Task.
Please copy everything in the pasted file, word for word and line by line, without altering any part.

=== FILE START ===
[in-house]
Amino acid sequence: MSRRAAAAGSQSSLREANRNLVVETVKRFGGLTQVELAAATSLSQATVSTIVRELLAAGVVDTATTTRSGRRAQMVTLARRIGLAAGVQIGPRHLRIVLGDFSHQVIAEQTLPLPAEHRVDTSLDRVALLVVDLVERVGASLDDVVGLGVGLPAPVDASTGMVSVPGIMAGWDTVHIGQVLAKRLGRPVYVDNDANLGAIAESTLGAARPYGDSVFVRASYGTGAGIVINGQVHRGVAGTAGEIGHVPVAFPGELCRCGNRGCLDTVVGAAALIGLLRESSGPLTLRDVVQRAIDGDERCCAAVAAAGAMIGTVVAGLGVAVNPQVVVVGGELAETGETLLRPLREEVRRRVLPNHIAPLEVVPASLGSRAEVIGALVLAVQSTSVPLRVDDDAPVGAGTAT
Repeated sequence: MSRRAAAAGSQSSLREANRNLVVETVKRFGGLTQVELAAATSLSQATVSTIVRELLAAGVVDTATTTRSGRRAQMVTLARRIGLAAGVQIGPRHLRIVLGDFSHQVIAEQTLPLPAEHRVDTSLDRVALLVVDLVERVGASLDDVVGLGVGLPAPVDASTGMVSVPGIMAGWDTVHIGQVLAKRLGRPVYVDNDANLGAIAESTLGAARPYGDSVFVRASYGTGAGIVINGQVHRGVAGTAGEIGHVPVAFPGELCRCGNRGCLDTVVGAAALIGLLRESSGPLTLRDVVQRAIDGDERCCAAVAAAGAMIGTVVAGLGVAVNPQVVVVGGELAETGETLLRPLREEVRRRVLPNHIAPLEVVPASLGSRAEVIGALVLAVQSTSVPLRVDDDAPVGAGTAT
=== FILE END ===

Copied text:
[in-house]
Amino acid sequence: MSRRAAAAGSQSSLREANRNLVVETVKRFGGLTQVELAAATSLSQATVSTIVRELLAAGVVDTATTTRSGRRAQMVTLARRIGLAAGVQIGPRHLRIVLGDFSHQVIAEQTLPLPAEHRVDTSLDRVALLVVDLVERVGASLDDVVGLGVGLPAPVDASTGMVSVPGIMAGWDTVHIGQVLAKRLGRPVYVDNDANLGAIAESTLGAARPYGDSVFVRASYGTGAGIVINGQVHRGVAGTAGEIGHVPVAFPGELCRCGNRGCLDTVVGAAALIGLLRESSGPLTLRDVVQRAIDGDERCCAAVAAAGAMIGTVVAGLGVAVNPQVVVVGGELAETGETLLRPLREEVRRRVLPNHIAPLEVVPASLGSRAEVIGALVLAVQSTSVPLRVDDDAPVGAGTAT
Repeated sequence: MSRRAAAAGSQSSLREANRNLVVETVKRFGGLTQVELAAATSLSQATVSTIVRELLAAGVVDTATTTRSGRRAQMVTLARRIGLAAGVQIGPRHLRIVLGDFSHQVIAEQTLPLPAEHRVDTSLDRVALLVVDLVERVGASLDDVVGLGVGLPAPVDASTGMVSVPGIMAGWDTVHIGQVLAKRLGRPVYVDNDANLGAIAESTLGAARPYGDSVFVRASYGTGAGIVINGQVHRGVAGTAGEIGHVPVAFPGELCRCGNRGCLDTVVGAAALIGLLRESSGPLTLRDVVQRAIDGDERCCAAVAAAGAMIGTVVAGLGVAVNPQVVVVGGELAETGETLLRPLREEVRRRVLPNHIAPLEVVPASLGSRAEVIGALVLAVQSTSVPLRVDDDAPVGAGTAT